News editor Jussi Pullinen said the Sanomat set up the channel as part of its strategy to reach younger readers.
"We noted that the activity of young people has gone down on Facebook, even here in Finland. They are still there, but they are not as active as they used to be, so we got thinking about WhatsApp.
"It spiked in Finland last year or so, its growth has been phenomenal here," he said.
Helsingin Sanomat runs its WhatsApp service as a daily newsletter under its Nyt ('now') branch, the section looking at events, pop culture, music and the internet, with a more edgy approach to news.
Helsingin Sanomat has 2.4 million unique weekly visitors, and about 500,000 of them visit Nyt.
The daily newsletter features three or four news headlines, including local stories, entertainment, and commentary on national politics, and is finished off with tips about events or recommended film listings, almost like "an agenda for the day", said Pullinen.
Nyt sends just one message a day, in the afternoon, but its subscribers often reply and chat with the reporters, asking questions about upcoming events or sending photos.Based on what people write to us, I don't think that they would really appreciate as much an impersonal, hard news broadcast.Jussi Pullinen, Helsingin Sanomat
"It's a really direct channel of communication, the messages are very personal, they're very different from the stuff that we did via email for example. It's more direct, more personal, and more chatty."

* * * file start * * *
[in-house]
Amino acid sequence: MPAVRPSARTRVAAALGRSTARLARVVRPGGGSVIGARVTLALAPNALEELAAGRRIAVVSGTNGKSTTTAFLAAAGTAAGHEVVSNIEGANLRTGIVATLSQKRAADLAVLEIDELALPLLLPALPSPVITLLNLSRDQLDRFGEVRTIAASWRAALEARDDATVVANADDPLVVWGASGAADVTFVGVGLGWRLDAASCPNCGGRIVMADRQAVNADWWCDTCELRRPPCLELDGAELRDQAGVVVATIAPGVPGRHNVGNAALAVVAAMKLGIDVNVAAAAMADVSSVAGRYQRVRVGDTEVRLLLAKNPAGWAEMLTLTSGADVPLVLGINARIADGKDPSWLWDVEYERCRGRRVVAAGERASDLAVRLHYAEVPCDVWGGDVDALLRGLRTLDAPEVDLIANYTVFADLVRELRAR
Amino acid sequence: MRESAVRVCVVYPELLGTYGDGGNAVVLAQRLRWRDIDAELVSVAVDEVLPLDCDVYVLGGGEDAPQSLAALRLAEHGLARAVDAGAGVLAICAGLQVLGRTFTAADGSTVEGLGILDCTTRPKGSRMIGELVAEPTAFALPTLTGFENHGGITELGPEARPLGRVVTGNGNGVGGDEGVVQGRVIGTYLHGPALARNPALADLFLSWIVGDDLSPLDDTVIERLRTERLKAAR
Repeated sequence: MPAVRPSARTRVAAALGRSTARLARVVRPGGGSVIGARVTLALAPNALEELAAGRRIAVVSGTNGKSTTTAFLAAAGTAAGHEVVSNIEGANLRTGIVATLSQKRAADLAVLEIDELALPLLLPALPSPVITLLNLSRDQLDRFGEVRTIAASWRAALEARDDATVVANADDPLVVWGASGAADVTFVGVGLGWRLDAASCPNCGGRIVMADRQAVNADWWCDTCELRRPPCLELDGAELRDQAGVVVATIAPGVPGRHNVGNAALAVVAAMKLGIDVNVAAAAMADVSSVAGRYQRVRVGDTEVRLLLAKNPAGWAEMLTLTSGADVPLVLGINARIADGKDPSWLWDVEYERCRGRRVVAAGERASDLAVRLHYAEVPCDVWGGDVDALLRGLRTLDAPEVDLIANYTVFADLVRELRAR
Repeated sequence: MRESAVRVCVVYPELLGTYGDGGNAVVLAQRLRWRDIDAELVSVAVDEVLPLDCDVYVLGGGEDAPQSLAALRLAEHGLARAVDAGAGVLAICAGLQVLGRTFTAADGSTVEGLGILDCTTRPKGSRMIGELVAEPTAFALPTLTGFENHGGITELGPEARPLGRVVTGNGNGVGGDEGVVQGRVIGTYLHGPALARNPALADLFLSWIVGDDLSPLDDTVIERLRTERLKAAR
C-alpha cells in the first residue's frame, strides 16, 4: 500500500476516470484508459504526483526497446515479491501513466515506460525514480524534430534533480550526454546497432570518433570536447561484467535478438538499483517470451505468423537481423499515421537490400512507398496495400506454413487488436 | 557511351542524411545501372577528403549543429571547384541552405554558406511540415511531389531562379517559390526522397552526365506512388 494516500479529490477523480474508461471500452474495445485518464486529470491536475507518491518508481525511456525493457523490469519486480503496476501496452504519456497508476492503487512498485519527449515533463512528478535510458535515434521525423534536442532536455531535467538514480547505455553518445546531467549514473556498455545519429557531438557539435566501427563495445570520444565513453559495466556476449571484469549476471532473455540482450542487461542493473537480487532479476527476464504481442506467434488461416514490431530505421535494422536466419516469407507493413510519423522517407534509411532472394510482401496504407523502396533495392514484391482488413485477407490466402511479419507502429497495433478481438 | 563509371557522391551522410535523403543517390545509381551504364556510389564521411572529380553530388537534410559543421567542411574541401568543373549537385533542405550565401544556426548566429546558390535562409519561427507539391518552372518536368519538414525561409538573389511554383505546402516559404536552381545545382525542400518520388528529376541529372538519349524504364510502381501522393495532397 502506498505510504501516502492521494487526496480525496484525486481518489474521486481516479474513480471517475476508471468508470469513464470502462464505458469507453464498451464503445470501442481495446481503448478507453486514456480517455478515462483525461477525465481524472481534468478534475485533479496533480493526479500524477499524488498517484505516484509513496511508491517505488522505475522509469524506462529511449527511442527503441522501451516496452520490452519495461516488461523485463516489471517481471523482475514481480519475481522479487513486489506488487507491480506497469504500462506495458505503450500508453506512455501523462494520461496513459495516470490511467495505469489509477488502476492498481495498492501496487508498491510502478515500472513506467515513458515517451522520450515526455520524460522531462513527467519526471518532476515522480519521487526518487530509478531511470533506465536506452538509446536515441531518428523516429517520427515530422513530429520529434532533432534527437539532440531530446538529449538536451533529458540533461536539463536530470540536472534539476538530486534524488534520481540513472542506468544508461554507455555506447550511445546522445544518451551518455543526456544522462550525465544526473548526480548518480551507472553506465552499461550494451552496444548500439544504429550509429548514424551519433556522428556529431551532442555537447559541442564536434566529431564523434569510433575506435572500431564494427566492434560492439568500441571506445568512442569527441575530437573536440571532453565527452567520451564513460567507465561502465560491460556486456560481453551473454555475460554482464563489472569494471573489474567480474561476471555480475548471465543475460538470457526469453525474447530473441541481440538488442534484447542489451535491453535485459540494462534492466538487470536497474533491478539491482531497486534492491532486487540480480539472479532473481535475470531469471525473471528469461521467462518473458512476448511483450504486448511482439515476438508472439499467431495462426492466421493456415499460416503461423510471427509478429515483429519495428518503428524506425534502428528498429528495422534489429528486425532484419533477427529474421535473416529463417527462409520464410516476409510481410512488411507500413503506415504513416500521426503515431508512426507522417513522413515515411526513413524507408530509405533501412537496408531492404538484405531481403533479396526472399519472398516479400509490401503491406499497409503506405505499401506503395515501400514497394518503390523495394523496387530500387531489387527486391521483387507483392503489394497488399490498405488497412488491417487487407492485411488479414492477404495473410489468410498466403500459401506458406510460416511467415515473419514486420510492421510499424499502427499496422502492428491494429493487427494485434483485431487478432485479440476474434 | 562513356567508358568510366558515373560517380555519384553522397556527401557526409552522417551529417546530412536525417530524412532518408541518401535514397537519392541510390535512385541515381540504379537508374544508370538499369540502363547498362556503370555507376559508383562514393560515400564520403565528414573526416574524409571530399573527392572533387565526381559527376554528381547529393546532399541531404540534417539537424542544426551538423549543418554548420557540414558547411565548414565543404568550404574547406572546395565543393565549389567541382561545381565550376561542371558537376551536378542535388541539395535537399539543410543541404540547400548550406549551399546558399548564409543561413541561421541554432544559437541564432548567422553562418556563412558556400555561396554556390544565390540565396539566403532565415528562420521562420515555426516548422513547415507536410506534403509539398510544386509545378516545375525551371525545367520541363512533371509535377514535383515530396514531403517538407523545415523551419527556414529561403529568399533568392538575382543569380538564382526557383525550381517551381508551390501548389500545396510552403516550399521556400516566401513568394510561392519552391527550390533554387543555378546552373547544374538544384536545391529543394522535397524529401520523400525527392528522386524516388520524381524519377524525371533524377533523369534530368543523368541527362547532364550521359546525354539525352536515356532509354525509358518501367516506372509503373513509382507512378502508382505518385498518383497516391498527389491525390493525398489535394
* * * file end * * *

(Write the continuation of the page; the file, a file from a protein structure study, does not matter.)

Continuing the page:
As the service is only two months old, the Sanomat is looking at ways to evolve it, as well as tallying up what has worked so far, as noted from the subscribers' feedback.
"We've been asking people what they want and what they like, and I think there's a ratio there, it's like two to one.
For every hard news story included in a message, he said, "you need to have two that are a bit more 'lifestyle'".
"Based on what people write to us, I don't think that they would really appreciate an impersonal, hard news broadcast as much."
But while the Sanomat might not have plans to increase the number of hard news headlines it sends out to its current Nyt WhatsApp subscribers, or to start a spin-off service exclusively dedicated to news, Pullinen said the readers still need to feel like they are learning something from the newsletter.
"That's what I've learnt from what they're writing back, they don't just want cat features, they do want news and they want to get informed but in a way that's more personal."
Chat apps have become a channel for news distribution for an increasing number of media outlets in the past year. The Oxford Mail started a WhatsApp service last year as a more direct way to connect to its readers, and now has over 1,200 subscribers.
The BBC has been experimenting with WhatsApp and Line, and set up a WhatsApp service in West Africa in October, with news bulletins, often in audio format, about the spread of the Ebola virus.
But the Nyt newsletter is text-only, as WhatsApp doesn't allow users to add multimedia elements to a single message and requires images and other files to be sent separately.
"The last thing we want to do is be spammy or send news photos that are then uploaded to their camera rolls." Pullinen explained the Nyt team wanted to be as non-invasive as possible with their messages.
He added that the next step for the Sanomat is to build a community on WhatsApp.
And while story ideas received through the chat app have so far been limited to small tips such as the opening of a local restaurant for example, establishing a conversation on WhatsApp is becoming a priority.
[We want to] build a channel where people can be in contact with us, and they can feel like they are getting something from us in return and they are not just subjects that we are broadcasting to," he said.
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